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August Abbott, CAS
August Abbott, CAS, Certified Avian Specialist
Category: Bird
Satisfied Customers: 7532
Experience:  Cert. Avian Specialist; Int. Assoc.Animal Behavior Consult; Pet Ind. Joint Advisory Council; author
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I recently rescued a very young pigeon (I thabout 9-11 days

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I recently rescued a very young pigeon (I thabout 9-11 days okd) who had taken quite a tumble and was looking lika shock had set in and a broken leg or foot plus a sprained (?) wing.
I set him up w/fresh water 3xs a day, a heat lamp, clean towels. . Heating pad set to lowest setting. I started by feeding a
product called CRITICAL CARE by OxBow. It was not well recieved but lucky for us seeds and grains are.
The injured foor or leg has been injured some how again. We have been together now for about two weeks, and to me it seems I have a new friend for ever.Should I splint the foot? What can I do to help his gimpy wing?
Any advice you may have for me will be very appricated.
Thank you for your time and advice
Megan (and my new pegion friend) mr.sniggley.
Hi Megan, I own an avian rescue & rehab in N. California. It would appear you have owned birds before or have some education in that regard because you're doing a good job with the 'brooder' you set up as his intensive care unit in your home.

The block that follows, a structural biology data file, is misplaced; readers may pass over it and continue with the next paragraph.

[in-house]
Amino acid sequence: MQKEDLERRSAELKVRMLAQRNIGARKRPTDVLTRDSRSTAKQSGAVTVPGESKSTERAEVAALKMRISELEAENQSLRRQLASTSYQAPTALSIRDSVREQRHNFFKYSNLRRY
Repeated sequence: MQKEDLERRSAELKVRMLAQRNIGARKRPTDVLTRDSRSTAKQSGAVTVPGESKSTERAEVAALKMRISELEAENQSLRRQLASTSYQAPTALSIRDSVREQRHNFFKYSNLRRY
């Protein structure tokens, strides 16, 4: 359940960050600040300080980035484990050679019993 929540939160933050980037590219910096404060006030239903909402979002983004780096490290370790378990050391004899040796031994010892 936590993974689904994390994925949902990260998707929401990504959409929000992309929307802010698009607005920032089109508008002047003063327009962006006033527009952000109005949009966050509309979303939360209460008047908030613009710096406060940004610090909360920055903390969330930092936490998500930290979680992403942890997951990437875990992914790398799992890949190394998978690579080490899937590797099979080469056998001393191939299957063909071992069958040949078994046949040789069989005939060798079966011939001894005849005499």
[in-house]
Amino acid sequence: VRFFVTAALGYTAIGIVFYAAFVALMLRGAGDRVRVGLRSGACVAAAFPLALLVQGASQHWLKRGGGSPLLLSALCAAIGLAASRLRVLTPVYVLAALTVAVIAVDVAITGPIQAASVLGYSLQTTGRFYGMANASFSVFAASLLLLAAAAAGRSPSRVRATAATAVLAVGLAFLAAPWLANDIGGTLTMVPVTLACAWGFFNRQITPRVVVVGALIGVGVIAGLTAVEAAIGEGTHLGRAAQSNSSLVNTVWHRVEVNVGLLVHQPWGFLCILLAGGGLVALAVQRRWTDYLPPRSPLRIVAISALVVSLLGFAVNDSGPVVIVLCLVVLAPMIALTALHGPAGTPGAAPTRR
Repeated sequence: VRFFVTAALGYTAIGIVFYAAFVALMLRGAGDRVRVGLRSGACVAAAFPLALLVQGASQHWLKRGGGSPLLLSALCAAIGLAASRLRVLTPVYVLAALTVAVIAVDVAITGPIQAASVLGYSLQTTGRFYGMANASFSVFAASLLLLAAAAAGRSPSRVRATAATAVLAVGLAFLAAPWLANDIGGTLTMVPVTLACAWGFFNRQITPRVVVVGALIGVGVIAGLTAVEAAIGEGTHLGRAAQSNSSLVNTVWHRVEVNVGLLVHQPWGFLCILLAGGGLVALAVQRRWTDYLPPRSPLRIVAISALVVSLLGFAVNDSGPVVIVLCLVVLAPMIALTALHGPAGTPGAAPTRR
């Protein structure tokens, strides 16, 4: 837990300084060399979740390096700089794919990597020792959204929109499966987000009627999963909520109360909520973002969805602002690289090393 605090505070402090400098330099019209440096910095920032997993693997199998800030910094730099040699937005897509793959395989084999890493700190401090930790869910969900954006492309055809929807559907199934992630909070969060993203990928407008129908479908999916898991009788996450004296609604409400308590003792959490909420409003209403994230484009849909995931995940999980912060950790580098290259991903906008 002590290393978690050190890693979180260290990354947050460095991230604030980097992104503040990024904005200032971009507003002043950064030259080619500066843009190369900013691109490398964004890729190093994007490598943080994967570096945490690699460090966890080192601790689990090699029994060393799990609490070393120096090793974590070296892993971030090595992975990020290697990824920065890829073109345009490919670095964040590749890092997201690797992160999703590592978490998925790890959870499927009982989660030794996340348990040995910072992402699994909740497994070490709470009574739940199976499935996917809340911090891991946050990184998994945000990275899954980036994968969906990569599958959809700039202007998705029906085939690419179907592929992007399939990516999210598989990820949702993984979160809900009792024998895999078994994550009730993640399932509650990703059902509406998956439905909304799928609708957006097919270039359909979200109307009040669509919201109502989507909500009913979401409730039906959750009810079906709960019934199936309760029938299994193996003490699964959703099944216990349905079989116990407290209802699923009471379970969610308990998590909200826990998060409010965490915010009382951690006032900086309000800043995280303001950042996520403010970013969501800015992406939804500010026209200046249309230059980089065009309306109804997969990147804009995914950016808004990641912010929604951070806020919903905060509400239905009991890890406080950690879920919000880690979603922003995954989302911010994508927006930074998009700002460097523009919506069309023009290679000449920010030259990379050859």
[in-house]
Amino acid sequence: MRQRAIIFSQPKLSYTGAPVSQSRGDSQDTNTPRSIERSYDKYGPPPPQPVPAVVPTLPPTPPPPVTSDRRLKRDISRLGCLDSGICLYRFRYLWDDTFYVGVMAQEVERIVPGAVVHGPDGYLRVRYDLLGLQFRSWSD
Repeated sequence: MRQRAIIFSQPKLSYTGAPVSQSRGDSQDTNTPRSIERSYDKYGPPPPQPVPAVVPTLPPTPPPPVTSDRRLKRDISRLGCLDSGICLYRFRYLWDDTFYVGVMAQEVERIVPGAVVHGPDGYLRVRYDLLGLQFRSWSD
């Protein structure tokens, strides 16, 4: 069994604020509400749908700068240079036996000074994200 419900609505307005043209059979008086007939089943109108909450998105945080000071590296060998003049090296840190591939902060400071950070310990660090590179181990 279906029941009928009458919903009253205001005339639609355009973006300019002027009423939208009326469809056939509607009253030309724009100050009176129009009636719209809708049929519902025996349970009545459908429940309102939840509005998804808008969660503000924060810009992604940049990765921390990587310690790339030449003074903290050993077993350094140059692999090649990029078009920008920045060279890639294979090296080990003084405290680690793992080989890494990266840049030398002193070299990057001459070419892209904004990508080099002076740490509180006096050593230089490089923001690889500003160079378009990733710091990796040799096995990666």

I'm going to give you a guideline I hand out to everyone who has a wild rescue like this. Certainly there will be areas in this guideline you've already done and already know, but bear with me since it's wiser to repeat info than to make assumptions and skip what might be vital.

Let's start with the feeding: A good general feed would be about equal parts of cracked corn; split hard peas (or fresh peas out of pods); sorghum and wheat. Many keepers prefer the wheat be held to about 10-15% of this mix rather than an equal amount.

What we don't want happening is dying from malnutrition which happens in a huge majority of cases where rescuers trust too much in pet store product promises. Whenever you purchase anything in a pet store, no matter what, remind yourself that there are NO 'truth in advertising' laws like there are with humans and the sellers have ulterior motives for getting you to buy their stuff. $$$$ is a disgusting motivator often put ahead of a life. And the product you have is for mammals, an entirely different digestive system and needs than a bird. While some mammal foods can cross that line (fruits, vegetables, grains, legumes [except for peanuts], etc), you'll want to follow the species feeding guideline.


Take a look at the ingredients in Critical Care and you'll find zinc. Just one of the many highly toxic substances for birds.

Here is a guideline from CA State University at Bakersfield

This is a temporary guideline and feeding regimen until you can either get professional formula for your bird or find a rehabilitator. This formula will not sustain your bird long-term.
Mix 4 tsp. water and 1 tsp. sugar - OR
2 tsp. water and 1 tsp. white Karo syrup - OR
2 egg yolks and 2 oz. boiled and cooled Coca Cola.
Fill the dropper/syringe, gently put it down the bird's throat (past the entrance to the air pipe or trachea), pumping it in.
Don't make a mess with this on the bird since once dry, this mixture is awfully hard to remove without harming the bird.
Your foster bird will need meat: